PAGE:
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Artizenship, part 10: Hitting Under Par

What do we do, then, as upstanding artizens, when we’d like to participate, but want also to be proud of the final result? What do we do when we encounter “bad” art?

The other day I was invited to collaborate on a communal project. I was curious to learn more: the invitation was enthusiastic and genuine, and the work appealed to my own talents, interests, and goals.

When I visited the project’s website, however, my interest quickly faded. The website looked hastily constructed, in a form that rebelled against function. The free template had been untouched, save for an updated, and clashing, color scheme. I imagined seeing my name below the turnkey photo of river-bed pebbles: would I be proud of this? Would I want to show this off?

Critical Construct

I’ve written much about how an artistic community thrives on diversity and weirdness; but until now I have failed to mention that within our individual weirdnesses, it is inevitable that our many and diverse standards of excellence will eventually clash—like hot pink text against an electric blue background.

What do we do, then, as upstanding artizens, when we’d like to participate, but want also to be proud of the final result? What do we do when we encounter “bad” art?

I don’t mean to incite an existential questing into who or what makes art “good.” (I mean, what even is “art,” anyway?) And, I want to set aside—at least until next month—the shoddy work of artizens-in-poor-standing, who knowingly contribute subpar work.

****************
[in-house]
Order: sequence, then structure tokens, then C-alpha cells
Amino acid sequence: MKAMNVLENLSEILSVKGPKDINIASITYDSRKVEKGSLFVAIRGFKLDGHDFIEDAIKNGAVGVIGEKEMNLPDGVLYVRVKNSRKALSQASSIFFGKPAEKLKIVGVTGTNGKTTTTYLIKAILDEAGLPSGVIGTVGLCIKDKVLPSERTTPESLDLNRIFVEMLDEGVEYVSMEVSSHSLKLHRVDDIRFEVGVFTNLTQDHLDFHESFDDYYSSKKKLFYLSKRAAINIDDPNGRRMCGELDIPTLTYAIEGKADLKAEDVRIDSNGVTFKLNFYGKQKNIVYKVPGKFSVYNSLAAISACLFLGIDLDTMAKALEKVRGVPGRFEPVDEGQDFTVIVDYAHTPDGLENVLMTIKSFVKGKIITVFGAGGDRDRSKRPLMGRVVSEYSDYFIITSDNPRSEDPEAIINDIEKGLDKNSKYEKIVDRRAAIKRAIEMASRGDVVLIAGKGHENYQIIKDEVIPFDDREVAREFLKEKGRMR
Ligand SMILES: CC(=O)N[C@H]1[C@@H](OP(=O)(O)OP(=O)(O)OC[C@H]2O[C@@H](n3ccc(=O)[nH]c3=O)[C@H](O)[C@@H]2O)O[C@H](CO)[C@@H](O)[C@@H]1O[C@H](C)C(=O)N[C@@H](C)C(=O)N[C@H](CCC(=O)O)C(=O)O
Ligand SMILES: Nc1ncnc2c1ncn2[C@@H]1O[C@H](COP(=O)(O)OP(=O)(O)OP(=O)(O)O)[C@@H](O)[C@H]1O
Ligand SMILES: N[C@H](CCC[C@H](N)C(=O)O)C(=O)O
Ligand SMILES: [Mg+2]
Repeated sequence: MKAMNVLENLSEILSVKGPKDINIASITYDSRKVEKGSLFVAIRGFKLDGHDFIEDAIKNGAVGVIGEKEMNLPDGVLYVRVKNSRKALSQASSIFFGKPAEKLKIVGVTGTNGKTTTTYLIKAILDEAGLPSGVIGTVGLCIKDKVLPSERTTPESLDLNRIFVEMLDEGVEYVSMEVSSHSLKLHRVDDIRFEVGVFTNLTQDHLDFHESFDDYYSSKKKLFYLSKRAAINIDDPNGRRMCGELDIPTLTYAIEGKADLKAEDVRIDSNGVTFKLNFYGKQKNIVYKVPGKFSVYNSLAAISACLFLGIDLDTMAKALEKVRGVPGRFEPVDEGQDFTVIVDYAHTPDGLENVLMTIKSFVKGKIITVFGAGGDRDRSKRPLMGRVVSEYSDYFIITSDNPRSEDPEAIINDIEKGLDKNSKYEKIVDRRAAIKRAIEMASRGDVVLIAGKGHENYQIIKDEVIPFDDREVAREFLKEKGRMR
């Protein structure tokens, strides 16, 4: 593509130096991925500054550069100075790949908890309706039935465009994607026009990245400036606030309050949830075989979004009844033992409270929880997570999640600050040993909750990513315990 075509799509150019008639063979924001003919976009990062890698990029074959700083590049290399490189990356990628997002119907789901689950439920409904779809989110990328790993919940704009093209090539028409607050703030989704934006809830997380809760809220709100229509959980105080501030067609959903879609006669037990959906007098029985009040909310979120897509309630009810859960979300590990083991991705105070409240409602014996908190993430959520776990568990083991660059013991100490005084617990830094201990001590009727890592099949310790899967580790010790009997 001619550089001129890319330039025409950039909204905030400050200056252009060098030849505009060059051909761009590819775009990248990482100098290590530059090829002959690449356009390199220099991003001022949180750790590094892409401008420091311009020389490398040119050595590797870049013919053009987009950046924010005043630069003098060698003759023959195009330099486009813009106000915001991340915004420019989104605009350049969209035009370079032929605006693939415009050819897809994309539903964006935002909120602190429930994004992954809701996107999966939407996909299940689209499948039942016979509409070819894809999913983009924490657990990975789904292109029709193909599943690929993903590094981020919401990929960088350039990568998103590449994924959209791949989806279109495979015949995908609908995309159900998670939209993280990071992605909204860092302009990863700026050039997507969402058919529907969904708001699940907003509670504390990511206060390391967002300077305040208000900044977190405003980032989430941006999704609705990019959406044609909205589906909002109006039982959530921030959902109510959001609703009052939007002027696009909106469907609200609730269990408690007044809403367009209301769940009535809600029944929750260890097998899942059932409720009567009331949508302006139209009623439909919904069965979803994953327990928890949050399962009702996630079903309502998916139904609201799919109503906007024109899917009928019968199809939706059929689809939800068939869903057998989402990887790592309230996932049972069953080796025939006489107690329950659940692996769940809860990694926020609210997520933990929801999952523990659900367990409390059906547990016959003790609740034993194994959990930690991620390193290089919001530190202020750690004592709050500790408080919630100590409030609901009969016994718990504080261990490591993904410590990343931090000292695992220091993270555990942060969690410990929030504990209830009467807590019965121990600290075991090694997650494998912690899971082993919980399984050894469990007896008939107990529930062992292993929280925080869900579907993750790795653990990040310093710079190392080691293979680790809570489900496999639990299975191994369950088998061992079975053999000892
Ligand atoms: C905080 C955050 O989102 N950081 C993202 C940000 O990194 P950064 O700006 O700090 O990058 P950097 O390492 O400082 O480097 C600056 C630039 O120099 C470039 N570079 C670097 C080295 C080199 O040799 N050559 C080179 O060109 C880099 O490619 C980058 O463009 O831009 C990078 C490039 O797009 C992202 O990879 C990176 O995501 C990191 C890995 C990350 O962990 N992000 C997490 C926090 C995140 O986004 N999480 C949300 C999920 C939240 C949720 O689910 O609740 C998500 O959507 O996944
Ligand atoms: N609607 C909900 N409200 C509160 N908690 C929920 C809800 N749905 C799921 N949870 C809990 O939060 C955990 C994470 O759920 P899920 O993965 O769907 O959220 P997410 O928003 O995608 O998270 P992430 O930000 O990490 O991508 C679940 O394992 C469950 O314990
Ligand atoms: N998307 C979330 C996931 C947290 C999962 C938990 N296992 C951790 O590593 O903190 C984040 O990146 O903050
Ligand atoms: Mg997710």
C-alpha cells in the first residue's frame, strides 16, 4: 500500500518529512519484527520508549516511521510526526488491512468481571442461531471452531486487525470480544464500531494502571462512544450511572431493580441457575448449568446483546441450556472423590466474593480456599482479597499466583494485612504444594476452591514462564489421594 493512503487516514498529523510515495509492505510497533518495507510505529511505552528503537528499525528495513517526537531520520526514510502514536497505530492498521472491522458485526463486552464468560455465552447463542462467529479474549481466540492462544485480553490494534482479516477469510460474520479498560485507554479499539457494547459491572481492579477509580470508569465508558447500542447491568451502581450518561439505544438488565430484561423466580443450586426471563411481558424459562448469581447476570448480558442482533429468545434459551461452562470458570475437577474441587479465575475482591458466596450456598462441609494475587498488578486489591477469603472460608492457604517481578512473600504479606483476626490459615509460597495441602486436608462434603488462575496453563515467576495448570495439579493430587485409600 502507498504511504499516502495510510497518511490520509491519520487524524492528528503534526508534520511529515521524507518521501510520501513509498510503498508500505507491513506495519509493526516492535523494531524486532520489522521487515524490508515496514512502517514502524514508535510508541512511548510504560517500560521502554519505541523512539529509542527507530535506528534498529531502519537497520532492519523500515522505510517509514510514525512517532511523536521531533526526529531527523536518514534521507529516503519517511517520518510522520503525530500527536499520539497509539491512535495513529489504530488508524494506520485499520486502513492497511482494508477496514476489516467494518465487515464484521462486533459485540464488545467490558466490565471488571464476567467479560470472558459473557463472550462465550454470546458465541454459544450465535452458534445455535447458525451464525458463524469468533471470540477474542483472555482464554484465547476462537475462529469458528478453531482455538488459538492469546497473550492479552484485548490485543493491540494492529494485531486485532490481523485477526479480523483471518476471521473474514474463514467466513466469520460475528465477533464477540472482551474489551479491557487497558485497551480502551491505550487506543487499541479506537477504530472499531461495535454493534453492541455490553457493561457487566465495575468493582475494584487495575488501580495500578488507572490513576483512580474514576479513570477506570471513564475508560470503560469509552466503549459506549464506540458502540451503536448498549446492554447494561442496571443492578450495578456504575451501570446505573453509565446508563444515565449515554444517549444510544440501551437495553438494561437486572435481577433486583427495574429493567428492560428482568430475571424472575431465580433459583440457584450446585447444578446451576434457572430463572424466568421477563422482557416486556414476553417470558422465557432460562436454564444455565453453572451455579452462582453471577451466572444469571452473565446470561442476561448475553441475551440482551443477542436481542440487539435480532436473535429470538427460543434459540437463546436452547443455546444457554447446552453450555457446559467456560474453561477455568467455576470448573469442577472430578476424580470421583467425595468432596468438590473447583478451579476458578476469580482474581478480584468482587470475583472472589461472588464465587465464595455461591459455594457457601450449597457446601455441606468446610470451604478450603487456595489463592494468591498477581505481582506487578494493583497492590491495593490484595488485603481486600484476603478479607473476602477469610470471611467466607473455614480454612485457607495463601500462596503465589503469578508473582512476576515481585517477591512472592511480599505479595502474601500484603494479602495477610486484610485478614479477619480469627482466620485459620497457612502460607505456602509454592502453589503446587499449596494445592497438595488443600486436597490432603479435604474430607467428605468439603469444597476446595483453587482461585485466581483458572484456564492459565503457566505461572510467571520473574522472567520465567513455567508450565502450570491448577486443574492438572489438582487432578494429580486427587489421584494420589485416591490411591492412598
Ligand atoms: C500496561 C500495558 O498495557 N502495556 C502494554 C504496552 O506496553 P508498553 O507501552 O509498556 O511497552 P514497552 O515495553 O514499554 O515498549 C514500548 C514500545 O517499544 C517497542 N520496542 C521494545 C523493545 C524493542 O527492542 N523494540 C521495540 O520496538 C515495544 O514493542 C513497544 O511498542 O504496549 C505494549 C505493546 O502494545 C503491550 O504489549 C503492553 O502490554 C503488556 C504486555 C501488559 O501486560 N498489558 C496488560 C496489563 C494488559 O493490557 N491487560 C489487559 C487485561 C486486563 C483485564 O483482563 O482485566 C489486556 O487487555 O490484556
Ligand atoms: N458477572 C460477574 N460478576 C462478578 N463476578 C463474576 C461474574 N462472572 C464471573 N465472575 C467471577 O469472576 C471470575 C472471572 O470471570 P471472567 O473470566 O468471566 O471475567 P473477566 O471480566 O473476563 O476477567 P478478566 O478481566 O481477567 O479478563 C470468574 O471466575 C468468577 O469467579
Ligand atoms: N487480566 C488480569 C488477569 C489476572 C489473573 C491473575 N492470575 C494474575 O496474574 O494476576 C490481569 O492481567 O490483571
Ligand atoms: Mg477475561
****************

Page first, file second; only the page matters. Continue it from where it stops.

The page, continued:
Rather, let’s focus on art that is sincere, though perhaps amateurish. More rhetorical questions, then: how do we maintain a standard of excellence while encouraging creative experimentation, with all its necessarily bad first, second, third drafts? How do we speak honestly about someone’s work when it seems unpolished, while respecting the artist and their efforts? Is there a way to respectfully, constructively say “perhaps this is not good enough to publicly represent the community”?

“Here, just, let me…I’ll do it.”

The inclination, at least for me—especially a 10-year old me in a social studies class—is to do all the work myself. Or withdraw: I’d rather abstain entirely then have that uncomfortable conversation.

I’m sure I’m not the only one so inclined. Just as I’m sure that neither approach strengthens a community.

I think about the informal writing workshop that I run at my apartment: we’re constantly wanting more honest critique for our own work—“tear it apart!” we say when we begin our discussion—meanwhile we’re afraid to be so honest for each other.

I think too of the talent competition contestants who say they’ve been told they’re wonderful singers or dancers all their lives and then tank in front of Paula Abdul on live television. Couldn’t someone, sometime, have told them—before auditioning—“I love you and I love your enthusiasm, but dang, your B is flat”?

The Best Policy

When delivered with the same sincerity of the artist’s brush, honest criticism can present a tri-fold respect: the acknowledgement that one can do better, the simple but powerful treatment of each other as equal colleagues, and the confidence that one can gracefully accept criticism—of course, that one is up to each of us to live up to.

But there’s more. It would be an unfortunate mistake to assume professional or high-standard artists have nothing to learn from amateurs; it would be a mistake to assume there’s any real difference.